Last October we made a submission on the Common Priesthood of the People of God and the Renewal of the Church, through you, to the Episcopal Conference and met with Bishops McKeown and Cullinane at Maynooth.
We have not received an acknowledgement of the submission, nor have reports of the Episcopal meetings contained reference to its contents.
In view of the dramatically changed situation since last October, we request that the October 2020 meeting of the ICBC consider:
- Carry out research to establish the situation in every parish to inform future strategy for the renewal of our church in Ireland.
- Organise Diocesan Assemblies which would have the critical objective of identifying how real and meaningful lay representation at parish and diocesan level can be most effectively achieved.
- Establish in every parish a new model of parish pastoral council which obliges both clergy and lay members appointed/elected to be accountable to the broader parish community.
- Set up Diocesan Pastoral Councils in each diocese, whose members are accountable to the broader diocesan community.
- Train and support parish pastoral workers in each parish.
- Establish technology training and support service to parishes in each Diocese to enhance communications and outreach.
A copy of the ACI submission of 1 Oct 2019 is attached for your information.
(Signed) Anthony Neville
Chair, Association of Catholics in Ireland
ACI Submission to Irish Bishops’ Conference 1st Oct, 2019
A comprehensive, very relevant and tactful letter. Well done Anthony. I trust it meets with success.
It was he who gave some to be apostles, some to be pastors and teachers, some to prepare God’s people for works of service, so that the Body of Christ may be built up. Ephesians 4:11-12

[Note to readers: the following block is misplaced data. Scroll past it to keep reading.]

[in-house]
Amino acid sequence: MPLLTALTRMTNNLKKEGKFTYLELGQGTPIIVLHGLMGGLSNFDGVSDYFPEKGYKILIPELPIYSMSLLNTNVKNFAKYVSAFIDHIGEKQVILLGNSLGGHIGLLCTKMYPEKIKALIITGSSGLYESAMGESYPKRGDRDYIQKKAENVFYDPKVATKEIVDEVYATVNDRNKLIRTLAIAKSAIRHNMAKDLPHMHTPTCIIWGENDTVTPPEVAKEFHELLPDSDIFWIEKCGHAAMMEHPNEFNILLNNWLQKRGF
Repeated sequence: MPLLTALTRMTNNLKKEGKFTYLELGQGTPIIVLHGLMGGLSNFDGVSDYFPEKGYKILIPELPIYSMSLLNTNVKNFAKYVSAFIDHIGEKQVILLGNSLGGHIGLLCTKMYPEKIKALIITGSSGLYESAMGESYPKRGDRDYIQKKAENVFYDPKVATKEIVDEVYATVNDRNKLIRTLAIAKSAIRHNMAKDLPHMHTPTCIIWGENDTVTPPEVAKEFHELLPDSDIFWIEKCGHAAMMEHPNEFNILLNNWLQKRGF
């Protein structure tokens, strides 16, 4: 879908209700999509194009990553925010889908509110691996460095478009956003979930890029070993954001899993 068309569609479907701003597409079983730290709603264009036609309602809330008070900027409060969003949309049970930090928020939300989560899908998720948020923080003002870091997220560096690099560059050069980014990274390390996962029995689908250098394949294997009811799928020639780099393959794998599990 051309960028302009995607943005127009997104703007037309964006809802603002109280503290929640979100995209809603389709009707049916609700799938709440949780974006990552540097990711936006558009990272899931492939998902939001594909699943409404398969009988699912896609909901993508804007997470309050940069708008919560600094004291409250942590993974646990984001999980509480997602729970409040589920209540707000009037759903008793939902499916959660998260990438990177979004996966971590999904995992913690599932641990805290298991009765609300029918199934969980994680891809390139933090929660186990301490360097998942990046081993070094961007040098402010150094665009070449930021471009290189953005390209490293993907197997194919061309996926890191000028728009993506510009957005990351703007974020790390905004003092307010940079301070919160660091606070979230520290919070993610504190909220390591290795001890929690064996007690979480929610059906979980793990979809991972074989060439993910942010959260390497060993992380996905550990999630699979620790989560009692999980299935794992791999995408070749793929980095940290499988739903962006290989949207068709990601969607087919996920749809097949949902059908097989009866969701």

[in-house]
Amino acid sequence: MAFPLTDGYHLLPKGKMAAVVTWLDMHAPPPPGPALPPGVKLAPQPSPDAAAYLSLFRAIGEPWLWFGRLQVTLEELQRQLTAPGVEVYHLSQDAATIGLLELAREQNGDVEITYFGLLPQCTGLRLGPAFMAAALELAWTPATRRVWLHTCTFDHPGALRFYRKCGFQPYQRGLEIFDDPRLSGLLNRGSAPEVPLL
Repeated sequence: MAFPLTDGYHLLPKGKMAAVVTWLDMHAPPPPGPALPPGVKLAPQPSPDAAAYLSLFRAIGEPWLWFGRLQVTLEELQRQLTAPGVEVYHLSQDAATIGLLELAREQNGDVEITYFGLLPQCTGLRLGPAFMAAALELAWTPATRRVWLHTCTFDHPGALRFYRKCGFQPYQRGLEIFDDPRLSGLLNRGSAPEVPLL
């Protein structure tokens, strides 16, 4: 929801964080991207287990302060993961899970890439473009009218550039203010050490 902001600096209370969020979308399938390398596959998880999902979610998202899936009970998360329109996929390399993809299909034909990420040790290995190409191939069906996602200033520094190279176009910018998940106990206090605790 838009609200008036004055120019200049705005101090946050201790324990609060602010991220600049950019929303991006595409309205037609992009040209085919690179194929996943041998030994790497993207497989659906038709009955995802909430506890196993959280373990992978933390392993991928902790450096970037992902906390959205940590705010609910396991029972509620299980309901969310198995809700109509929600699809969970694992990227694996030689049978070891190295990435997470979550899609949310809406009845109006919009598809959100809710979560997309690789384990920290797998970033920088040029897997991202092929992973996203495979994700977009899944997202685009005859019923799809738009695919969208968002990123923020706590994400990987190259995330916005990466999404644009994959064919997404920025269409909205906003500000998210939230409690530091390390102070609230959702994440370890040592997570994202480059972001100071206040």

In all honesty and also in humility we all, clergy and laity should place ourselves in the presence of our Lord as individuals, heart to heart and ask ourselves this question:
“Where does my fidelity belong? Is it 100% to you Lord who has entrusted your Church, Our Church to the succession of Simon Peter, Pope Francis to lead under the guidance of the Holy spirit, your Spirit to shine your light as a beacon of hope for all to see in modern day culture /society?”
All must be open and Faithful to Jesus in trusting Pope Francis who is guided by the Holy spirit. Christ’s Spirit. For it is not Pope Francis’s plan nor our plan but God’s plan.
You ask the right question for us, Mark. What indeed has top priority for us just now – when leaving-it-all to the ordained priest to shoulder responsibility has obviously failed as a missionary model?
Mark, because Jesus the Christ appointed Peter and his successors to lead His Church, doesn’t necessarily mean that all leadership roles in the Church below the rank of Peter have to be occupied by a cleric. Since Peter was a married man one could ask if it is then necessary for his successors to be celibate clerics.
Parish clergy are not trained as financial experts, building experts, experts on the management of primary and secondary schools, experts in people management, experts on community building etc. etc. so why do so many parish clergy feel they must be the ones to fill all these leadership roles, especially when some lay members of the parish may have that qualification, expertise and experience or are willing to obtain it.
Not only does the current model of clerical leadership disempower, ostracise and frustrate many laity, it also limits what is being done in parishes to what parish priests feel they have the time, energy and interest in doing, which may be a far cry from what parishes needs, especially in a time of seriously declining vocations to the diocesan priesthood and lay membership of the Church.
Aidan, I couldn’t agree more with you. I was using the above piece of scripture as an example of a theological foundation for collaboration as a model of ministry. Collaborative ministry is the identification, release and union of all the gifts in the Christian community. The goal of collaboration is the extent that it furthers the reign of God. 100% of people of God are both gifted and called.